It was easily 10 degrees hotter in there than it was outside. Woof.

Shooting AK-47’s like the real heroes did.

Clearly I needed some direction.

Our hotel, the Park Hyatt, in Ho Chi Minh!

Complete with tunnel explorations, busy streets, and tour guides named Tre, our time in Ho Chi Minh was superb. But now we’re in Da Nang, the sunny northern coast town of Vietnam. Here’s what we’ve been up to!

We were welcomed to our resort with a traditional dragon fruit drink. And flowers. They really know how to treat a woman right.

Our tour guide cut off Grant’s head…not ok. But a nice lady let me carry the food she was selling! For about 50,000 dong (the equivalent of $2.50). And then made me feel guilty for not buying any food. Oh whoops.

No photo illusion used in this picture. That grown woman is legitimately that much shorter than señor.

I may or may not have stolen one.

Touristy. Check.

Easily the best restaurant we’ve been to Vietnam. Mango in almost every dish, overlooking the river, unbelievable atmosphere.
Whatever you do, don’t overlook this tourist’s hair cut. Business in the front, hippie tourist in the back.

This picture could not possibly be more opposite of what my dad is actually like on vacation.

To be real, most of our days have been spent poolside or playing soccer with some locals (we actually beat some of them. Up top!). We get out every once in awhile, though.

Oh, and a Vietnamese man never hit on señor. Although he did beg him to get drunk with him and offered him a good time. Awkward.

mango flambé.

A few things I’ve learned about Vietnam the past few days:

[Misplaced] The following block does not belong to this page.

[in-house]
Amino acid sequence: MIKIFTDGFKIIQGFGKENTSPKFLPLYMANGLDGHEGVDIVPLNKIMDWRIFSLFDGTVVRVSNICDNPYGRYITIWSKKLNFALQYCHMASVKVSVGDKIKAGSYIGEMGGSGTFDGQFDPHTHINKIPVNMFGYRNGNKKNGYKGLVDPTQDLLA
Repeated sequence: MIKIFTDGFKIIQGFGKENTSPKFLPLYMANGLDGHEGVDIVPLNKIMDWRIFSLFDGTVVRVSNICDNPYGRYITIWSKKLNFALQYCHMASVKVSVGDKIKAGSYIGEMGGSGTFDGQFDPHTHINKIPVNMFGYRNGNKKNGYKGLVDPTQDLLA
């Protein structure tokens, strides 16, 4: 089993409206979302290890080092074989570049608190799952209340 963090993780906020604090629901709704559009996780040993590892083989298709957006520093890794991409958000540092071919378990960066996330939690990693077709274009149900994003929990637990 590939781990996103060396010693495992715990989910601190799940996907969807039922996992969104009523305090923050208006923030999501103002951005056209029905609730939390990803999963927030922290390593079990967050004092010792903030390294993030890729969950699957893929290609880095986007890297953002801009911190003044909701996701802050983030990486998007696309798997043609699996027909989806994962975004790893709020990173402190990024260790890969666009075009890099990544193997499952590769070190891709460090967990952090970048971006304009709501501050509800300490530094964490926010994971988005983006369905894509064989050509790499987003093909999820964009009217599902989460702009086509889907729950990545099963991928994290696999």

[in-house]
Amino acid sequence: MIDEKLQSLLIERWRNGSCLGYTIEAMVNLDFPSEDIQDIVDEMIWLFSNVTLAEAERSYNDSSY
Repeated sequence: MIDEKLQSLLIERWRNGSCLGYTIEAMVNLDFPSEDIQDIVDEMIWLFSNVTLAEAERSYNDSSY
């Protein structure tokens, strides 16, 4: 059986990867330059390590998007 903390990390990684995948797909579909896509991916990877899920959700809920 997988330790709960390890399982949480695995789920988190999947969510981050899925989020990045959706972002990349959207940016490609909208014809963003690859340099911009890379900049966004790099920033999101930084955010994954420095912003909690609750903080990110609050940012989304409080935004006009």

1. Anything that can fit on the back of a motorcycle/bike, they will make it happen.
2. Pho soup is a staple around here…and it is TAST-T.
3. Propaganda is prevalent, especially as it surrounds the Vietnam War. Yikes.
4. The service is unreal. Why, yes, I would like my water refilled every time I take a sip. Thanks!
5. People are friendlier than a barnyard BBQ in southern Tennessee.

I wish I had more time to blog this morning (yes, morning for us…of the 2nd. We beat you to it!), but we have things to see–secret underground tunnels, museums, etc.

Here are some pictures I took the past few days, though. I promise there will be more stories later. I’m seriously bothered by my lack of blog creativity. Forgive me? Mmk, thanks.

At the airport before we left. We were one of those people.

Lunch hour motorcycle gang.

A beautiful corner in our hotel.

Vietnam War Remnants museum.

Vietnam War Remnants museum

Up?

Dominated the trash out of this shrimp.

It's a duck in a carrot. Get it? Me neither.

Mangos on fire!

The result: Mango Flambé.

The result: A full belly.